While there is lots of news these days about renewable energy getting a boost from the Inflation Reduction Act in the US and the need to find alternatives to cheap unnatural gas from Russia, there is a quiet revolution taking place that could significantly disrupt the utility industry. Communities in Europe are making plans to create their own electricity from renewable sources.
Some call it “energy citizenship” because it involves people managing their own supply of electricity rather than relying on a utility to do it all. As you might imagine, not all utility companies are delighted at the prospect of communities generating their own electricity. It goes against the grain of the traditional model which involves distributing electricity from a few large generating plants — whether thermal or solar or wind powered — and sending it to individuals through a grid composed of substations, utility poles and wires.
In the US model, utility companies generate much of their income from investing in new generating stations. By law, they receive a guaranteed rate of return on those investments. That model is one reason why the larger utilities invest in boondoggles like new nuclear power plants. To make more money, they need to make more investments. Even if those investments are unwise, the companies make money because their customers are required by law to pay their utility bills or do without electricity. Communities have little power over the decisions made by the companies. “Energy citizenship” disrupts that model.
The Guardian reports that from solar panels in the Netherlands to biomass burners in Spain, communities across Europe are increasingly making, consuming, and selling their own energy. According to the latest data, 2 million Europeans are now involved in 7,000 local energy communities across the continent, with more happening every day.
They will be key to Europe’s green transition because, as heat pumps replace gas boilers and electric vehicles supplant internal combustion engines, highly centralized electricity production and distribution systems — power stations and grids — will simply not be able to adequately handle the increase in demand for electricity.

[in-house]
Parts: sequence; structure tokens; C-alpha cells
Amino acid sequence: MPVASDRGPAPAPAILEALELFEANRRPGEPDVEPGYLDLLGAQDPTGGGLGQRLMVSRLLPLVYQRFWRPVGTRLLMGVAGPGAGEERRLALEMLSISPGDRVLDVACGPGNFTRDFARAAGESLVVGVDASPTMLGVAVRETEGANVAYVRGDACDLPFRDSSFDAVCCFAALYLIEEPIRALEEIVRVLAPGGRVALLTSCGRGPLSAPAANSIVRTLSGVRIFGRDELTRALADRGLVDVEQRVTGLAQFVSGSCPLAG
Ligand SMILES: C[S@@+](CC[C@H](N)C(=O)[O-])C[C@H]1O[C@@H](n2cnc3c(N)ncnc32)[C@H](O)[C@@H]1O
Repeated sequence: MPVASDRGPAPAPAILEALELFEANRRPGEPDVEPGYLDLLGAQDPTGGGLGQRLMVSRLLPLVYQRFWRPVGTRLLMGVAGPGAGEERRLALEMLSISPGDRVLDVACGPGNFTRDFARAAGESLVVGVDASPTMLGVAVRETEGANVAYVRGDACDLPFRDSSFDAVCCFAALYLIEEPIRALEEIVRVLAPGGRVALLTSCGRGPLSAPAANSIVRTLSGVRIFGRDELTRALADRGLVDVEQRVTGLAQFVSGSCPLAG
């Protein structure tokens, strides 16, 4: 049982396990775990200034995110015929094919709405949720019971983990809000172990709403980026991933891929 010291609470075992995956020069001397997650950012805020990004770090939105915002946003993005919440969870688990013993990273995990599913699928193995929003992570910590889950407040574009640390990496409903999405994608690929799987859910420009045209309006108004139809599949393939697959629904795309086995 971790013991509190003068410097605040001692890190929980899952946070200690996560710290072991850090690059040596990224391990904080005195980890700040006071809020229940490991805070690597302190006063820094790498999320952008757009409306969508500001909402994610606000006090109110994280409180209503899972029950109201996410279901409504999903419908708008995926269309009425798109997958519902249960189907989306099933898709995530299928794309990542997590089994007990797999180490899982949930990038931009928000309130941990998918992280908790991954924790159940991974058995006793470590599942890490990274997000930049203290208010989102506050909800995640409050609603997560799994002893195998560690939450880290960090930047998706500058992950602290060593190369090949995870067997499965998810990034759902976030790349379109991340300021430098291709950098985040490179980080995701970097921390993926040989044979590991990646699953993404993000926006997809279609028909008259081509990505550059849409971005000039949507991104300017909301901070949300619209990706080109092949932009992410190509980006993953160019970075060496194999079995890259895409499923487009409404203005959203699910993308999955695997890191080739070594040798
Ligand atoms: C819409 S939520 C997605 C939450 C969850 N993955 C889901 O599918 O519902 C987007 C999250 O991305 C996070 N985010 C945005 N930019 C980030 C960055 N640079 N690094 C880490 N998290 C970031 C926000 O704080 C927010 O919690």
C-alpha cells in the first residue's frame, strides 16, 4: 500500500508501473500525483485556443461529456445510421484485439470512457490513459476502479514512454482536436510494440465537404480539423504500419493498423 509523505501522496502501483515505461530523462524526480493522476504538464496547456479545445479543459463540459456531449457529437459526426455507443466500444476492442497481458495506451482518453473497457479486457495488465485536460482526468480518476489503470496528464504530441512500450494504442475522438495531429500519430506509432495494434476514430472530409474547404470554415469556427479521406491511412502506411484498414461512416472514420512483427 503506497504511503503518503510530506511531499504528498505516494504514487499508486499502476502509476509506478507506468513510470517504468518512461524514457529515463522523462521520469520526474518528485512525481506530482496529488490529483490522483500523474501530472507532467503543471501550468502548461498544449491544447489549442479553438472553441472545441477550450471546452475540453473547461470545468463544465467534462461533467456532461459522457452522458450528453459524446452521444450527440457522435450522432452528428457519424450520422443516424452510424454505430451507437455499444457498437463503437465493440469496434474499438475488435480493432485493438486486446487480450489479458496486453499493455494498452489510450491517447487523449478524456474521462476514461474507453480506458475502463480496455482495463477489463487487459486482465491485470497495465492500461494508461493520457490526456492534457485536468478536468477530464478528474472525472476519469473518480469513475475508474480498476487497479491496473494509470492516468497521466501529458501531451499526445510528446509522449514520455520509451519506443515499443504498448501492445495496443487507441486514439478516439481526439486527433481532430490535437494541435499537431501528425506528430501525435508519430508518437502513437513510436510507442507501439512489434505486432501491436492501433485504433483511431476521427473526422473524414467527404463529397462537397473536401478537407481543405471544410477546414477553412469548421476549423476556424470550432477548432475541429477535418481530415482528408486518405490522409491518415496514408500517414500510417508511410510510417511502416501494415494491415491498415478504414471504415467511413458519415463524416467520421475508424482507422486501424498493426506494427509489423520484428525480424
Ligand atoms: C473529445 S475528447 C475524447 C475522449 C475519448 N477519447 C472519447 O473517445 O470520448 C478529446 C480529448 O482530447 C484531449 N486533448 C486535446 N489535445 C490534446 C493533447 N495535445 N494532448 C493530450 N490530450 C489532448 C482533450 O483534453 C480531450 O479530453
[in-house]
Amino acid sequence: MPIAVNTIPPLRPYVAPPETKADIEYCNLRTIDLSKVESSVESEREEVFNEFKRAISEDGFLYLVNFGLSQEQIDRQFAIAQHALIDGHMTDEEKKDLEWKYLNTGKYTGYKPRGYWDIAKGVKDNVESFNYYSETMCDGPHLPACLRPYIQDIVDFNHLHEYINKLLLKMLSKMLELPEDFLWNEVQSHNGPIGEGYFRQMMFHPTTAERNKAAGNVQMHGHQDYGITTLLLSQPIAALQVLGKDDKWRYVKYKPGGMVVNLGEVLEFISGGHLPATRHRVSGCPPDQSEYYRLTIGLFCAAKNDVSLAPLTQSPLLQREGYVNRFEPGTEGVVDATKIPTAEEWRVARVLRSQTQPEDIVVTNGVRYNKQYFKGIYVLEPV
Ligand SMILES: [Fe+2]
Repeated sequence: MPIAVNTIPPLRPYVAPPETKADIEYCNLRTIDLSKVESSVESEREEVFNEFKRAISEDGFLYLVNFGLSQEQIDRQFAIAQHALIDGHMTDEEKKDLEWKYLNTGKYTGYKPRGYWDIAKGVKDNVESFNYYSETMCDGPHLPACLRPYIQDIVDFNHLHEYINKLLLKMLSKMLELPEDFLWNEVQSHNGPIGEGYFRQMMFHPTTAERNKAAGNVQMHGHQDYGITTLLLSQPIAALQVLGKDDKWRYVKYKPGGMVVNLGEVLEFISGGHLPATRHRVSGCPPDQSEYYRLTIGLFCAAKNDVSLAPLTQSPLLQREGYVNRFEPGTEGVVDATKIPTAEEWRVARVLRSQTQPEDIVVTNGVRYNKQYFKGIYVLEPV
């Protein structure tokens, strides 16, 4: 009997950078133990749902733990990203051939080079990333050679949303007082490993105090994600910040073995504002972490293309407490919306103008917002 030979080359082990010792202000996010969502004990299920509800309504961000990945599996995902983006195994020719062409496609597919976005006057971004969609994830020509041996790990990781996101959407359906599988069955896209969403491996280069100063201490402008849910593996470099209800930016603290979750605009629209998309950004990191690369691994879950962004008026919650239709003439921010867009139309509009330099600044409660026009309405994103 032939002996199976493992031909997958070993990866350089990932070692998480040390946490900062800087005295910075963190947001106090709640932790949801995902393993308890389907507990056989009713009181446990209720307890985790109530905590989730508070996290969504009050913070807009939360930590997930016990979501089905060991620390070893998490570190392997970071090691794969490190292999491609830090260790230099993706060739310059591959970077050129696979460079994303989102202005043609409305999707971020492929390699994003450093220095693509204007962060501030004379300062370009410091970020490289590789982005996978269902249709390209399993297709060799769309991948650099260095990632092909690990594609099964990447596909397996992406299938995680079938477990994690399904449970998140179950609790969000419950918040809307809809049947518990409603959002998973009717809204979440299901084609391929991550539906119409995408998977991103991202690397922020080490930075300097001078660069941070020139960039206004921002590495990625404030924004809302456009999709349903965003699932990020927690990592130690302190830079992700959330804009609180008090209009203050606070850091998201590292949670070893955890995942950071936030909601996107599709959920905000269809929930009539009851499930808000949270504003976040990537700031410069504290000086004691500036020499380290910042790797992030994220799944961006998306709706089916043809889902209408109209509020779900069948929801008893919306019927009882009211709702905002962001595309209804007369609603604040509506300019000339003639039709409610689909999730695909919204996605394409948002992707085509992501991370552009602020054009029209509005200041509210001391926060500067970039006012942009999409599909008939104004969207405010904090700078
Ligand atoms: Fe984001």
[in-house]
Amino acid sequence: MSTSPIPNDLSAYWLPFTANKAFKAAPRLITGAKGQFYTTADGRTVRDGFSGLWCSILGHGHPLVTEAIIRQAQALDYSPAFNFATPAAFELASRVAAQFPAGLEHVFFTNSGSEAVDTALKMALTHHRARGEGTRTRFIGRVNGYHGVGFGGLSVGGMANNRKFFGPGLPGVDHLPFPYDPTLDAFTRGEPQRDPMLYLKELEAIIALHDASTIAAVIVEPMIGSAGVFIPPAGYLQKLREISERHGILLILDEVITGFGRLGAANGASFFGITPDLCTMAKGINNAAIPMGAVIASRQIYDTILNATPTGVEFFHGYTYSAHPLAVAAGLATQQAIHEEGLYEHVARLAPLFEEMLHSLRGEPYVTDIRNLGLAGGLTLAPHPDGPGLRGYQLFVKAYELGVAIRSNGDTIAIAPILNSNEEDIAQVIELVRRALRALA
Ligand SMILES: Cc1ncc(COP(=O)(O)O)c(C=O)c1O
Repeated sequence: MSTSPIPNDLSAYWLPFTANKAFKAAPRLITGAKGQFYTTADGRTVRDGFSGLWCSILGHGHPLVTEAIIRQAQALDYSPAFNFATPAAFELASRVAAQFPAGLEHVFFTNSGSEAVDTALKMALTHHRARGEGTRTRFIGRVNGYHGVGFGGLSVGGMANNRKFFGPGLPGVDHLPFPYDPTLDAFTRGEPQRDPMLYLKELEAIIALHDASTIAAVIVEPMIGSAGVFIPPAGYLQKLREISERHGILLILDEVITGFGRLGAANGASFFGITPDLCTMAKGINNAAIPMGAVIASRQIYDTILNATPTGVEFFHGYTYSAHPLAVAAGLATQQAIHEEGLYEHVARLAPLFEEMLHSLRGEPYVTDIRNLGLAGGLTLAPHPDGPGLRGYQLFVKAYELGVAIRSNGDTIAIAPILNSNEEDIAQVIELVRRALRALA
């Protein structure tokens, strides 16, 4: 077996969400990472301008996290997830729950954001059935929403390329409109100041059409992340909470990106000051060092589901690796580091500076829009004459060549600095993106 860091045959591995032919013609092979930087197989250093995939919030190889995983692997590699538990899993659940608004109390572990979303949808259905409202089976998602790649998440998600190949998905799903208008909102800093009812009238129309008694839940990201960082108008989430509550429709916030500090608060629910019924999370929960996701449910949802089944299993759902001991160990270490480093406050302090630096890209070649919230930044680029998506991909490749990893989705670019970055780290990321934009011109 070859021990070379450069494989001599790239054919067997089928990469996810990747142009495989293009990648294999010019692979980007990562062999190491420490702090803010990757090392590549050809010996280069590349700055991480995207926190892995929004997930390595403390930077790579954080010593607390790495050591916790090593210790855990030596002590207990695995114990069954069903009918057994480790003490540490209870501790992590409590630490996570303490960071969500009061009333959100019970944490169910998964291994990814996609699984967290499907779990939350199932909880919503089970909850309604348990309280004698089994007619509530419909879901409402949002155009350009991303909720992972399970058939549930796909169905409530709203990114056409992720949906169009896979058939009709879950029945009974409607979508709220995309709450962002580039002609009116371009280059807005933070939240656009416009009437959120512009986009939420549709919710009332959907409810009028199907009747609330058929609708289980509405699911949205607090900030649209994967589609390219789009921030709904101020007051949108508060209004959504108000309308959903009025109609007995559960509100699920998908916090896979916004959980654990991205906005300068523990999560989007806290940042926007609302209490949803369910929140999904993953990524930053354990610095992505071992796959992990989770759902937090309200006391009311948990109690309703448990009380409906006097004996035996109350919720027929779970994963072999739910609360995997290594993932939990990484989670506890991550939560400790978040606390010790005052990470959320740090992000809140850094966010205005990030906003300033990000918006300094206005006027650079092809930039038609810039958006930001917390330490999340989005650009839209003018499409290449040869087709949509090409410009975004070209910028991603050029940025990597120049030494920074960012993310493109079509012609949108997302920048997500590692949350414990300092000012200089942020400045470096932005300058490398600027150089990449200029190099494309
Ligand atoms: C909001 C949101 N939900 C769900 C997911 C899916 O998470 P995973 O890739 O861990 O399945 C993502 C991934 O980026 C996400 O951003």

GRETA & CleanWatts Lead The Way
“At least, not on their own,” said Gonçalo Mendes, a senior researcher and energy systems modeler at LUT University in Finland and a member of GRETA — the Green Energy Transitions Action program — created and funded by the European Commission to promote “energy citizenship,” defined as educating all citizens on how to use energy in a sustainable way and participate in the energy transition.
The only way forward, Mendes said, is “to decentralize more and more, produce and consume more energy locally from sources like solar and wind and boost storage and smart solutions for efficient energy management.” He says Europe is “nowhere near” meeting its target of cutting greenhouse gas emissions by 55% in the next eight years unless “we work urgently on the role everyday citizens will have to play. And to get there, we need to explicitly recognize the social side of the energy transition.”
Lurian Klein is an expert on energy communities at CleanWatts, which has built a modular, interoperable, and localized cloud-based operating system designed to address the needs of renewable energy communities. “Our platform seamlessly connects the dots between behind the meter optimization for community members and front of the meter grid resiliency and transaction management for local energy markets. It’s time to re-frame our relationship with energy and for each of us to become an active contributor to the global energy transition,” it says.